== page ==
Instead of using one or more tenant circuits and basically reimbursing or splitting the cost among the tenants involved, though, they use a separate service from the utility for the common area, with its own utility meter and service panelboard. That way, the landlord or condominium association gets a bill for the common area usage, independent of the individual tenant or member electrical bills.

This is spelled out for the USA in 210.25 of the NEC (your electrical regulations may specify something similar):

210.25 Branch Circuits in Buildings with More Than One Occupancy.

(A) Dwelling Unit Branch Circuits. Branch circuits in each dwelling unit shall supply only loads within that dwelling unit or loads associated only with that dwelling unit.

(B) Common Area Branch Circuits. Branch circuits installed for the purpose of lighting, central alarm, signal, communications, or other purposes for public or common areas of a two-family dwelling, a multifamily dwelling, or a multi- occupancy building shall not be supplied from equipment that supplies an individual dwelling unit or tenant space.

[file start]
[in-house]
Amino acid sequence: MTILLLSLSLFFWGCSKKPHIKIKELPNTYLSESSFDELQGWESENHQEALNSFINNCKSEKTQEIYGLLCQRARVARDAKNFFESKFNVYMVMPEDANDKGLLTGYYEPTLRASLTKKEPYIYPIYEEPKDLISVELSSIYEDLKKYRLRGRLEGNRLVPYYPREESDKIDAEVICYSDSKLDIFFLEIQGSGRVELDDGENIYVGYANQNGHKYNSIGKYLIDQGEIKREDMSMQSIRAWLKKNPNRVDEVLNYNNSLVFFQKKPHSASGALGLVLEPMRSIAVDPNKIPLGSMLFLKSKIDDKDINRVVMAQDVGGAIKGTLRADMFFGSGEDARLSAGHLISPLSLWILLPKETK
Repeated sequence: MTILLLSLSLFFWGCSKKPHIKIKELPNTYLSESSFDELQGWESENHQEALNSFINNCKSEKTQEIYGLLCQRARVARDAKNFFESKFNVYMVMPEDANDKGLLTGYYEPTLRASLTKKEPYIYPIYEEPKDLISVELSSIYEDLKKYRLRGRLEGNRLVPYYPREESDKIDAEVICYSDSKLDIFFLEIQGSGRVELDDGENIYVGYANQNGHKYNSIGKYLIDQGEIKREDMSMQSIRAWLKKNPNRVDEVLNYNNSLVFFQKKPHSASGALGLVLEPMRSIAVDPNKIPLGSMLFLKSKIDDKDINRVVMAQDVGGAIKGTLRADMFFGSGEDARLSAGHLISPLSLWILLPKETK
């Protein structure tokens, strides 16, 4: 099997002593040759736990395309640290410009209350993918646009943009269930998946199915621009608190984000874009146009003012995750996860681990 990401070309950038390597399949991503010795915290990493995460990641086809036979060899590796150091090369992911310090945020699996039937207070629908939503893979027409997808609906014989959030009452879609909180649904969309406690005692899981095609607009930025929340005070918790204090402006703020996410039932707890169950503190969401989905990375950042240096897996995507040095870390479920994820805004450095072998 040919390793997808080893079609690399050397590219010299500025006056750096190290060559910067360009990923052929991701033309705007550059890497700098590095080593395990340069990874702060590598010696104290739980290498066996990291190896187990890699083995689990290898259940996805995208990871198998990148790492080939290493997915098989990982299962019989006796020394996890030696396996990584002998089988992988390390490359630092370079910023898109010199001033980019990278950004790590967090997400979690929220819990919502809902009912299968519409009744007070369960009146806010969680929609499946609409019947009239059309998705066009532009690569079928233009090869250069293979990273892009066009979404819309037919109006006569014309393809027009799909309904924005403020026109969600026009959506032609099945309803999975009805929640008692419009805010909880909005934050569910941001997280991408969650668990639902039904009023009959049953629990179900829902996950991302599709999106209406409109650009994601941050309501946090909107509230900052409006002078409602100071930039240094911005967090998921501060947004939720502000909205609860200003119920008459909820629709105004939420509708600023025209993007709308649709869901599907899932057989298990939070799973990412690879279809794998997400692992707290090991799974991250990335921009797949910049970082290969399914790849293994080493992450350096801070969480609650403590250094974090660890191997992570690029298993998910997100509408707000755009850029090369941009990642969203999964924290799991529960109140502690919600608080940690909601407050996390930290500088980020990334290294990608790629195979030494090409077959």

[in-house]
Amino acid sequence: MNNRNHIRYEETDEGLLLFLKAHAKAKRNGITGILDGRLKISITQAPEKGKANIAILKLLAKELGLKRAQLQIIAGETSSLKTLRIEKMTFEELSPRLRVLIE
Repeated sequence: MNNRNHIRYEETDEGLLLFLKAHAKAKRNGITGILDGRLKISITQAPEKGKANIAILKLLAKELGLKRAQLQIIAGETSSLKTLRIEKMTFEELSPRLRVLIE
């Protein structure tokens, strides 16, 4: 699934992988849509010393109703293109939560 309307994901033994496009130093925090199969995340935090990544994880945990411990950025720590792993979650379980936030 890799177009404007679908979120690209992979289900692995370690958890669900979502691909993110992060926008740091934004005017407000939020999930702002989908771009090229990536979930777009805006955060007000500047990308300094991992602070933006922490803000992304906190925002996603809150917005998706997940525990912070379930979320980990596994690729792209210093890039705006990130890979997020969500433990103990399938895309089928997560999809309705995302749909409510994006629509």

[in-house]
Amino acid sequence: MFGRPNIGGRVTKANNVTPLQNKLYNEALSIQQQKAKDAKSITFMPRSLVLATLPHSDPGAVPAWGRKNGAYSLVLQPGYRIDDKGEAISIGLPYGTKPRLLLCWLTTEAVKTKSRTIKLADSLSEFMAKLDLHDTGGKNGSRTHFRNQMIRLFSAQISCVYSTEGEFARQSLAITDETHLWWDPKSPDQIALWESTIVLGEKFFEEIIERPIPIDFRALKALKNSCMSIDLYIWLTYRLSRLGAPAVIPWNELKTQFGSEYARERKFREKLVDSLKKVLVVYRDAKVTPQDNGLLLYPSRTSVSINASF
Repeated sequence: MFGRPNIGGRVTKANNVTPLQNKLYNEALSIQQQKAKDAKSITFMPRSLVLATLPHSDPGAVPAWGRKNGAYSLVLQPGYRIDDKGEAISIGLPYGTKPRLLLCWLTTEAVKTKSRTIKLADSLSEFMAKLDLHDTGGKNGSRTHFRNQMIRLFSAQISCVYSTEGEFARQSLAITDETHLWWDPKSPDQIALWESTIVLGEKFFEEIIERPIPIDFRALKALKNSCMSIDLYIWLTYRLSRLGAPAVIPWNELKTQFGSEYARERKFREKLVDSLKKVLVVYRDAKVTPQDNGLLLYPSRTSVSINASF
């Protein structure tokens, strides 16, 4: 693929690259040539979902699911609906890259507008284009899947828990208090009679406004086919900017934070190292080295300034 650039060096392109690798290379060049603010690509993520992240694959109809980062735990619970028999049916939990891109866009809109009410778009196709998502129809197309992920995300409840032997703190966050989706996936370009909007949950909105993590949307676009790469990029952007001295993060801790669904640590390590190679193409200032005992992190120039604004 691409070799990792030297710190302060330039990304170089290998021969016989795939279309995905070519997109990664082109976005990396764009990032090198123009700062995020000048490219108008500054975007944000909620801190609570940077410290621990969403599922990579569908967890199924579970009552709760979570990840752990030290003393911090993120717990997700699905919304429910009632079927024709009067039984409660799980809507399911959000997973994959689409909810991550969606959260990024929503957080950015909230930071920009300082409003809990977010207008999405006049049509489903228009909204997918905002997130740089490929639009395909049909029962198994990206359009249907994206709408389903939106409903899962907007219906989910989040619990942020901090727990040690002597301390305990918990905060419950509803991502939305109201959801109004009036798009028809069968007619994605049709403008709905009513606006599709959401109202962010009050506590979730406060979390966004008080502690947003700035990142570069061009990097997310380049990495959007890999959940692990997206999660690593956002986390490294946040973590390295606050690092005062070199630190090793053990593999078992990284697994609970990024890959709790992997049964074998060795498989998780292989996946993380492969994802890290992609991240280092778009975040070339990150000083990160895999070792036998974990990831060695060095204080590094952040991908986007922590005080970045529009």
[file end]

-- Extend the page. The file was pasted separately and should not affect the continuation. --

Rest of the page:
• Till you figure in the installation costs for an independent service, and possibly a monthly service access fee it may take a really long time for that approach to pay off for a two unit building. – CoAstroGeek Jan 18 '17 at 1:59
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    @CoAstroGeek -- my point is that at least the NEC, and perhaps electrical regulations where the OP lives, require said independent service. – ThreePhaseEel Jan 18 '17 at 2:02
  • Yup, not arguing that at all. The original question seems to be trying to resolve a family situation. I'm just pointing out that the most straightforward solution (independent service) may not make economic sense for the situation they're trying to resolve (splitting the electric bill far a co-use laundry room). – CoAstroGeek Jan 18 '17 at 2:34
  • @CoAstroGeek -- yeah -- it really depends on the building code surrounding such an "apartment" if you will – ThreePhaseEel Jan 18 '17 at 2:45